I'm not going to pretend I understand the Angoulême awards selection or judging system (very few do), but various reports indicate that Katsuhiro Otomo, Alan Moore, and Hermann are the finalists for this year's Grand Prix Award, which is essentially a life-time achievement recognition. The Grand Prix is a bit of a unique award in that the winner traditionally serves as president of the festival for the following year's festival and takes an active role in many of the events held and so forth. Both Moore and Otomo were finalists for the award in 2014, memorable for its crowning of famed Calvin and Hobbes cartoonist, Bill Watterson. Although Watterson became only the fourth non-European to win the prize, the very private artist hasn't made a public appearance in decades and continued to uphold that streak, he didn't collect the award at the ceremony, or partake in any presidential duties. He did, however, design and illustrate a fantastic poster for the this year's festival.
Moore, writer of From Hell, Watchmen, V for Vendetta, and The League of Extraordinary Gentlemen amongst others last year said he would decline the award were it to be offered him, and that seems unlikely to have changed this year (or it may have, you never know). Belgian artist Hermann (Hermann Huppen) author of Jeremiah, Afrika, USA Trilogy and more, had also initially announced he would decline the award, but later representatives took to his official Facebook page to report that he had (very, very begrudgingly, it would seem) changed his mind, and would now accept the accolade should he win: 'Under friendly but insistent pressure from publishers, fans and colleagues who don't understand his position, Hermann changed his mind and seems now to accept the Grand Prix if he eventually wins it.'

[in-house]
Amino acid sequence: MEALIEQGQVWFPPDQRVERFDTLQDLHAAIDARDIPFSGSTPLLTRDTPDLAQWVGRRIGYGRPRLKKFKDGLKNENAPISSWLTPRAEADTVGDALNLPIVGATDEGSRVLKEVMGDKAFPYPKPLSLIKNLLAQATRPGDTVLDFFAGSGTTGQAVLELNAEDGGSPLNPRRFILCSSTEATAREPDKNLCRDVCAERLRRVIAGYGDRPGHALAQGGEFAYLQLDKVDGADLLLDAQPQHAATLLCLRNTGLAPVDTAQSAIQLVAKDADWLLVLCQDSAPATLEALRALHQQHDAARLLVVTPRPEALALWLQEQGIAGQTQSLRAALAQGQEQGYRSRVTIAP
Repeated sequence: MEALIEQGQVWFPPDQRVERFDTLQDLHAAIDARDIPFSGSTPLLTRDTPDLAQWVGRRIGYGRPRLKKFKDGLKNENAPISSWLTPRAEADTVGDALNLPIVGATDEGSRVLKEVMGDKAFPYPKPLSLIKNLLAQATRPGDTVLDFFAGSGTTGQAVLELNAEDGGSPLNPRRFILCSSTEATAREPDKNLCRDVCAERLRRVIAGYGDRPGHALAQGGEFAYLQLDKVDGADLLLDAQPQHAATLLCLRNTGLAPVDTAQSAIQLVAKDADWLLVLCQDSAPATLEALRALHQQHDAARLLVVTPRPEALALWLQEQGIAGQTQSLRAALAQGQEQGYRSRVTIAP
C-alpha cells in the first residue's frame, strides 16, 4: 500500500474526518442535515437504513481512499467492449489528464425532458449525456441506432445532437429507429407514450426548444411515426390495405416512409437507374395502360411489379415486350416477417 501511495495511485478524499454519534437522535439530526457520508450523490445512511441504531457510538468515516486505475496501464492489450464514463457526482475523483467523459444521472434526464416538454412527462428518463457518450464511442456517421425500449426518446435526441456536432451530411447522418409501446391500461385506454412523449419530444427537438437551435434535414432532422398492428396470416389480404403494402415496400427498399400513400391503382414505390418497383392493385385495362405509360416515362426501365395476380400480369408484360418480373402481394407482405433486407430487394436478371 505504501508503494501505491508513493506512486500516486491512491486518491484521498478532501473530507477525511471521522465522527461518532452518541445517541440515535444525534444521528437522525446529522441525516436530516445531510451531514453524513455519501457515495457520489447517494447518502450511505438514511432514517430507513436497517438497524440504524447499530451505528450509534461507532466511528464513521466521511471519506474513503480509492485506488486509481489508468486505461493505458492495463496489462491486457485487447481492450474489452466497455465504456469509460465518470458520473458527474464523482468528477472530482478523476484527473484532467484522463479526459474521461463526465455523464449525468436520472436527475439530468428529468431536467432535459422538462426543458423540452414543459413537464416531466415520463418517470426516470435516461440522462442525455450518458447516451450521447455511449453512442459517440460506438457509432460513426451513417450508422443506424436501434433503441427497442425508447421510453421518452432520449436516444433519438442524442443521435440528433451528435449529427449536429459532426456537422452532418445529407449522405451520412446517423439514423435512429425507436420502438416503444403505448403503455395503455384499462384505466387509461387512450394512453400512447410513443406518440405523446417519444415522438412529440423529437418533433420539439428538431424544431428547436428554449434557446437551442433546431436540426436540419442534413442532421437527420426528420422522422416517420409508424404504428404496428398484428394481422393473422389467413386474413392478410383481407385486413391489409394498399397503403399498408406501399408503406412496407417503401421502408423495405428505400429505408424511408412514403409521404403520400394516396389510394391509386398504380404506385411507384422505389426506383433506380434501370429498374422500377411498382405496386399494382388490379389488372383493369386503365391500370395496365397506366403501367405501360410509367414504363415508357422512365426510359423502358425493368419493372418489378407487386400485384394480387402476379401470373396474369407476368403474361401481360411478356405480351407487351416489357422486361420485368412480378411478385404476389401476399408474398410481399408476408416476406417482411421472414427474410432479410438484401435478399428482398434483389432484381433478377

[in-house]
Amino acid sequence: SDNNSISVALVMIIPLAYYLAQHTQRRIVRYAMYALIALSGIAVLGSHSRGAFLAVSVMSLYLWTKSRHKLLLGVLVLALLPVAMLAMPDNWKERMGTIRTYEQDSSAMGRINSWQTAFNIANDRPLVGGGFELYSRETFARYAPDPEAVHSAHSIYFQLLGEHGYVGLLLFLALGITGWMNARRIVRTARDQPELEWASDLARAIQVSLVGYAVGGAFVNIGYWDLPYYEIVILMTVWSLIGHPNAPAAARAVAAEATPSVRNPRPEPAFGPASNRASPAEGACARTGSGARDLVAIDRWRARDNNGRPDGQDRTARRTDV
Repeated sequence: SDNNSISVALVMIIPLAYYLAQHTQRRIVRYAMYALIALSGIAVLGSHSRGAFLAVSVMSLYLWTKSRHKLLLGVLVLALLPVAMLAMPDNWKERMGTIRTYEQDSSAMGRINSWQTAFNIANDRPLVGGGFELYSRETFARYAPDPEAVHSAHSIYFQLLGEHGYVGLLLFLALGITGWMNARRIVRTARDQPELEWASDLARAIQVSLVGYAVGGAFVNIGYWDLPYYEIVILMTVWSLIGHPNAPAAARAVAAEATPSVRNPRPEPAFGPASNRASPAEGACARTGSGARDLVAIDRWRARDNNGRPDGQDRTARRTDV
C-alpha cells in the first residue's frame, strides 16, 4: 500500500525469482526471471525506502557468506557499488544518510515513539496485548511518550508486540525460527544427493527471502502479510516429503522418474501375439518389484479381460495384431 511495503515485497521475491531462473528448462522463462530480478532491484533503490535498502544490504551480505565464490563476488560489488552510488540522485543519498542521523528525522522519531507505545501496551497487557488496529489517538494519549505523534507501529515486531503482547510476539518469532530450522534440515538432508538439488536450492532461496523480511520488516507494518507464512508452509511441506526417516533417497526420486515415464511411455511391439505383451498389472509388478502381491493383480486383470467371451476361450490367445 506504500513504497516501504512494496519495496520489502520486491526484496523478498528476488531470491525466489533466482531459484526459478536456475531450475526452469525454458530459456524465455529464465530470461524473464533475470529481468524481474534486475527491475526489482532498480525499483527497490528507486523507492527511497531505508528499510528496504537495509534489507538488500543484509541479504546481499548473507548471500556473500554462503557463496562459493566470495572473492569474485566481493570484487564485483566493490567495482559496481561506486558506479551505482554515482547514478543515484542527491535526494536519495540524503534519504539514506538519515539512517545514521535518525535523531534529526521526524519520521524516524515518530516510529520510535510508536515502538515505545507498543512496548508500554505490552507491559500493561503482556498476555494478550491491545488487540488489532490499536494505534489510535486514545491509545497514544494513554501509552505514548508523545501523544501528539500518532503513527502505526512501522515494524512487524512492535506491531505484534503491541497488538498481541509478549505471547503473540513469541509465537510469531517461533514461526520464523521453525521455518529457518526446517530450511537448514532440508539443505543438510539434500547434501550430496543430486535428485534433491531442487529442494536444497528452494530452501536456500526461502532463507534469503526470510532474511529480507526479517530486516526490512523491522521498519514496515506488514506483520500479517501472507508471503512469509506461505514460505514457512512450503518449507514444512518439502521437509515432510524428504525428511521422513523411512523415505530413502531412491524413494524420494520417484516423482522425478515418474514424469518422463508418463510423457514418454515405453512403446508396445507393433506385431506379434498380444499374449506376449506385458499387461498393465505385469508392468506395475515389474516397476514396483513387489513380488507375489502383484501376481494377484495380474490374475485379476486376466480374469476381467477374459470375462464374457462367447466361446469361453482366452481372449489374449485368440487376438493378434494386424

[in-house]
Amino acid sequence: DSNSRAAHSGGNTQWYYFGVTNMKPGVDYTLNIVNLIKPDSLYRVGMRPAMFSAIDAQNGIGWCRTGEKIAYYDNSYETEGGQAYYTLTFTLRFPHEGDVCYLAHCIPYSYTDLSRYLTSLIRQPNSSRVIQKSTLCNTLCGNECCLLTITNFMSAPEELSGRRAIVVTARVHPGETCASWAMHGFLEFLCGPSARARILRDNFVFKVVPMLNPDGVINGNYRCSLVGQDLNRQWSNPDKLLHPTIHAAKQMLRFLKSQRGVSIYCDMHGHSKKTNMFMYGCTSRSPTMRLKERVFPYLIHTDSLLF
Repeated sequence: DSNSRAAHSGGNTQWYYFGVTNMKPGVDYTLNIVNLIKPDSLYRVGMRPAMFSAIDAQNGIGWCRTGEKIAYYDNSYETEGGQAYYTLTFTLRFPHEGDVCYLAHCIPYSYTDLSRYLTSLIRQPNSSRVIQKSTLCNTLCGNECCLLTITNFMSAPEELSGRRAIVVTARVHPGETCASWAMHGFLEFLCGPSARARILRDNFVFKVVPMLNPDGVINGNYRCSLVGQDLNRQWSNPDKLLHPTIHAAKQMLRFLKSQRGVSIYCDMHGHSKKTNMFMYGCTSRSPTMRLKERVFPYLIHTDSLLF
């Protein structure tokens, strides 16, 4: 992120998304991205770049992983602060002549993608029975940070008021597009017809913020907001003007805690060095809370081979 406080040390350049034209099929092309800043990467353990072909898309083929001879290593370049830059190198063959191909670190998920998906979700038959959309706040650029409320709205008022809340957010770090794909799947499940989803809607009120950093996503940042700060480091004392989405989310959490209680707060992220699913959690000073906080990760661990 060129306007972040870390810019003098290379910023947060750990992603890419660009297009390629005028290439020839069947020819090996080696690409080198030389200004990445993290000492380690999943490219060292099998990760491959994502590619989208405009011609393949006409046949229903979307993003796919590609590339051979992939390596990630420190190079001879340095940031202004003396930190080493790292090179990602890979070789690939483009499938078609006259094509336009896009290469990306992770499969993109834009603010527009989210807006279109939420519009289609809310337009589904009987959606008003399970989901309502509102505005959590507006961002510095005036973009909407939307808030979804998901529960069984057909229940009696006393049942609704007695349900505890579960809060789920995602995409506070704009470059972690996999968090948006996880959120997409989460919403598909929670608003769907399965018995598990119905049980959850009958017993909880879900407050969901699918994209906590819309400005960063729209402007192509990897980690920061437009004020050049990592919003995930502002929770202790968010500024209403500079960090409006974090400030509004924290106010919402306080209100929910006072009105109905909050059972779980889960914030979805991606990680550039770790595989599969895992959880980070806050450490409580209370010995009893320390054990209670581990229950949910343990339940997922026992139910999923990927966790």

Which makes it appear to be a 2-horse race between him and Otomo. Which Otomo should win, all things being fair (which they're not- the awards are notorious for being very male and Franco-centric). I'd give Otomo a bunch of awards for Domu alone, but he also made the seminal Akira -over 2000 breathtaking pages of it- as well as adapting it into a fine animated movie. I'm not sure how much value he places on such awards, if any, or how he'd feel about winning, but I would think if anyone were to be a shoo-in for these hall-of-fame, lifetime achievement awards in comics, it would be him. At first I was a little iffy around the circumstances- if he were to triumph by proxy with both declining would there be an asterisk alongside the win, but other people's stances don't have anything to do with him really, and hell, he should have won this award a while back. I've probaly jinxed him now, huh. The winner will be announced Jan. 31 at the 42nd Angoulême festival.
|A page from Otomo's Akira|